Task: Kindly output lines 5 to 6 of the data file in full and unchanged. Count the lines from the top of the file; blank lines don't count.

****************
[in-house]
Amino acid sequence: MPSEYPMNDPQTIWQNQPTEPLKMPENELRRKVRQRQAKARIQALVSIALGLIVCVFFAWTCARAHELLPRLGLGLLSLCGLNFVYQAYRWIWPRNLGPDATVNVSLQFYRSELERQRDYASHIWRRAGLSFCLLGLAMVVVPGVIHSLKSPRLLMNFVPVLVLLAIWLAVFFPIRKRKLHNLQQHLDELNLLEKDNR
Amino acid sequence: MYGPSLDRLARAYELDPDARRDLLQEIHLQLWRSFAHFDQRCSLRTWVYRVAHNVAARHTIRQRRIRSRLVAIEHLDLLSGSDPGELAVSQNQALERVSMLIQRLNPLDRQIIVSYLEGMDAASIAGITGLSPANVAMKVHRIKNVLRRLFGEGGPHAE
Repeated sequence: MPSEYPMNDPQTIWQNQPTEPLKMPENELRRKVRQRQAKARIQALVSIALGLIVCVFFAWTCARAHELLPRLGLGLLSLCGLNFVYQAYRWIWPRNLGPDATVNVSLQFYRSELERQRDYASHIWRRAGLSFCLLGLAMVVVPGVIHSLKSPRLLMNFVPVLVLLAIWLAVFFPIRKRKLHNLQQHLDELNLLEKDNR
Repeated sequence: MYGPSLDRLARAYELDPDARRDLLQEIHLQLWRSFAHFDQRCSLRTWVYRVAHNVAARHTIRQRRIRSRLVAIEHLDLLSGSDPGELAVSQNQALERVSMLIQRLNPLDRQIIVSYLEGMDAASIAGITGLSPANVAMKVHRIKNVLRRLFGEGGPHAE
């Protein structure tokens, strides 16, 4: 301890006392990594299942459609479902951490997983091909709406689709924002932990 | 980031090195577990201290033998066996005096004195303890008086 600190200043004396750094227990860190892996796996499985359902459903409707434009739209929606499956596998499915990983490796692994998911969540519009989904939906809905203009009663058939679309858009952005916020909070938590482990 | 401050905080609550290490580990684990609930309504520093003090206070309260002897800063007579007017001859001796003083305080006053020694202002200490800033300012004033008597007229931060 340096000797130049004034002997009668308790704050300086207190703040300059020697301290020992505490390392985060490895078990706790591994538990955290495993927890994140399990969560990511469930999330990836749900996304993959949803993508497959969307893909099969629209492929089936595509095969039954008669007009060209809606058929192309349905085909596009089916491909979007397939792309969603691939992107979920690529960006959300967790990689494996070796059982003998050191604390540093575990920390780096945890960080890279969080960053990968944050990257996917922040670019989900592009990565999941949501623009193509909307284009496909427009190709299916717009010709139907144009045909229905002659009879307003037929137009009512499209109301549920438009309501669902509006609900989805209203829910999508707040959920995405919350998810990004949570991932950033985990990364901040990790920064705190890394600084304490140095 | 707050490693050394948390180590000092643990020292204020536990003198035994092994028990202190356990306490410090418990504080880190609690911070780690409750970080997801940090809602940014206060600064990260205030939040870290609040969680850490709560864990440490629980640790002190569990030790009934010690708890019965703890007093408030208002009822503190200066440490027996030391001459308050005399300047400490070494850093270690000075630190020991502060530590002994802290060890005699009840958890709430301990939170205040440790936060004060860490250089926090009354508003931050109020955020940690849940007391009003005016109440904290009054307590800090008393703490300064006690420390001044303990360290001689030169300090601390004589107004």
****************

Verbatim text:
Repeated sequence: MYGPSLDRLARAYELDPDARRDLLQEIHLQLWRSFAHFDQRCSLRTWVYRVAHNVAARHTIRQRRIRSRLVAIEHLDLLSGSDPGELAVSQNQALERVSMLIQRLNPLDRQIIVSYLEGMDAASIAGITGLSPANVAMKVHRIKNVLRRLFGEGGPHAE
């Protein structure tokens, strides 16, 4: 301890006392990594299942459609479902951490997983091909709406689709924002932990 | 980031090195577990201290033998066996005096004195303890008086 600190200043004396750094227990860190892996796996499985359902459903409707434009739209929606499956596998499915990983490796692994998911969540519009989904939906809905203009009663058939679309858009952005916020909070938590482990 | 401050905080609550290490580990684990609930309504520093003090206070309260002897800063007579007017001859001796003083305080006053020694202002200490800033300012004033008597007229931060 340096000797130049004034002997009668308790704050300086207190703040300059020697301290020992505490390392985060490895078990706790591994538990955290495993927890994140399990969560990511469930999330990836749900996304993959949803993508497959969307893909099969629209492929089936595509095969039954008669007009060209809606058929192309349905085909596009089916491909979007397939792309969603691939992107979920690529960006959300967790990689494996070796059982003998050191604390540093575990920390780096945890960080890279969080960053990968944050990257996917922040670019989900592009990565999941949501623009193509909307284009496909427009190709299916717009010709139907144009045909229905002659009879307003037929137009009512499209109301549920438009309501669902509006609900989805209203829910999508707040959920995405919350998810990004949570991932950033985990990364901040990790920064705190890394600084304490140095 | 707050490693050394948390180590000092643990020292204020536990003198035994092994028990202190356990306490410090418990504080880190609690911070780690409750970080997801940090809602940014206060600064990260205030939040870290609040969680850490709560864990440490629980640790002190569990030790009934010690708890019965703890007093408030208002009822503190200066440490027996030391001459308050005399300047400490070494850093270690000075630190020991502060530590002994802290060890005699009840958890709430301990939170205040440790936060004060860490250089926090009354508003931050109020955020940690849940007391009003005016109440904290009054307590800090008393703490300064006690420390001044303990360290001689030169300090601390004589107004």